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Characterizing particulate matter from numerous combustion sources and developing diesel and gasoline particulate filters

In addition to gaseous emissions and water vapor, combustion engines also emit particles of soot and ash, known collectively as particulate matter or particulates. Due to concerns about the effects of particulate emissions on human health and the environment, regulations related to particulate emissions from internal combustion engines have become more stringent over the years. While advanced combustion concepts are one approach to reducing particulate emissions, particulate filters look like promising enabling technologies to remove them.

Since advanced filter systems require a fundamental understanding of filtration and regeneration processes as well as particulate properties, Argonne’s emissions control research focuses on characterizing particulate matter from numerous combustion sources and developing diesel and gasoline particulate filters. Detailed particulate characterization also assists researchers in better understanding soot formation and oxidation mechanisms in engine cylinders.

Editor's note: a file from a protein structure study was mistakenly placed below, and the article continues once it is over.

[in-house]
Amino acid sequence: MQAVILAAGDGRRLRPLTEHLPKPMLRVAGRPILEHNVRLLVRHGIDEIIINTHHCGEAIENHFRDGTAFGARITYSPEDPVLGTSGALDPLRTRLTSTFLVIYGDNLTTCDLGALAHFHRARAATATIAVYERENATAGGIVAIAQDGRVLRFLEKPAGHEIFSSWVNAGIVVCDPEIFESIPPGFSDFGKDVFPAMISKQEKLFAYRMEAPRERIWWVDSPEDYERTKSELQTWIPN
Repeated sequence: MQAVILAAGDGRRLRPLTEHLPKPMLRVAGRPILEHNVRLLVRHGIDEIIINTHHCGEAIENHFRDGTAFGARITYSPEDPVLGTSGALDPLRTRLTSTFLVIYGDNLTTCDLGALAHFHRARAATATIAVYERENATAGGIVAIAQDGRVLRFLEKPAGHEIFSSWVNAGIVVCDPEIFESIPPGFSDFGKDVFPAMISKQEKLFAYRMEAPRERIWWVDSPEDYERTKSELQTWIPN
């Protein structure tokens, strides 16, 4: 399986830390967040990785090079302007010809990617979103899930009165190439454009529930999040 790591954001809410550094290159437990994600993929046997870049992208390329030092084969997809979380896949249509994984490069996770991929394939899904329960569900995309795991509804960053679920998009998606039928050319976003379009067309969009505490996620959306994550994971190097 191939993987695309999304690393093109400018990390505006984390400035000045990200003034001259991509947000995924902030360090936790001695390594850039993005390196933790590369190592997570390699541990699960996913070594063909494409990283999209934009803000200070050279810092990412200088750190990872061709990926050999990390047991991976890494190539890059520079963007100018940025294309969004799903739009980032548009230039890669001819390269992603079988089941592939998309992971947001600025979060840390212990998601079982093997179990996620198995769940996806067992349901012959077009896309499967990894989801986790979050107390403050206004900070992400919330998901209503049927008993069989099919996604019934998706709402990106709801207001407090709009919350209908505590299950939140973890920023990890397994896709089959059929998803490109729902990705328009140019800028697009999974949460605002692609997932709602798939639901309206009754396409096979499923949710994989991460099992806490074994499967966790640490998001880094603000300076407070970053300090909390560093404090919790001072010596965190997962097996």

This work advances particulate filter systems based on fundamental understandings of filtration and regeneration processes from visualization, particulate morphology, and post-oxidation behavior. Ultimately, this work will help manufacturers develop emissions control systems for internal combustion engines that can achieve fuel savings while meeting gaseous and particulate matter emissions regulations.

Argonne offers an ideal environment for filter research, which requires profound understandings of particulate characteristics, catalysts, and filter geometry. Filter test facilities equipped with emissions measurement systems enable evaluation of coated catalysts that enhance filter performance. Argonne-based user facilities such as the Advanced Photon Source and Center for Nanoscale Materials offer in-depth characterization tools for catalyst deactivation mechanisms, filter microtomography, and particulate/elements analyses.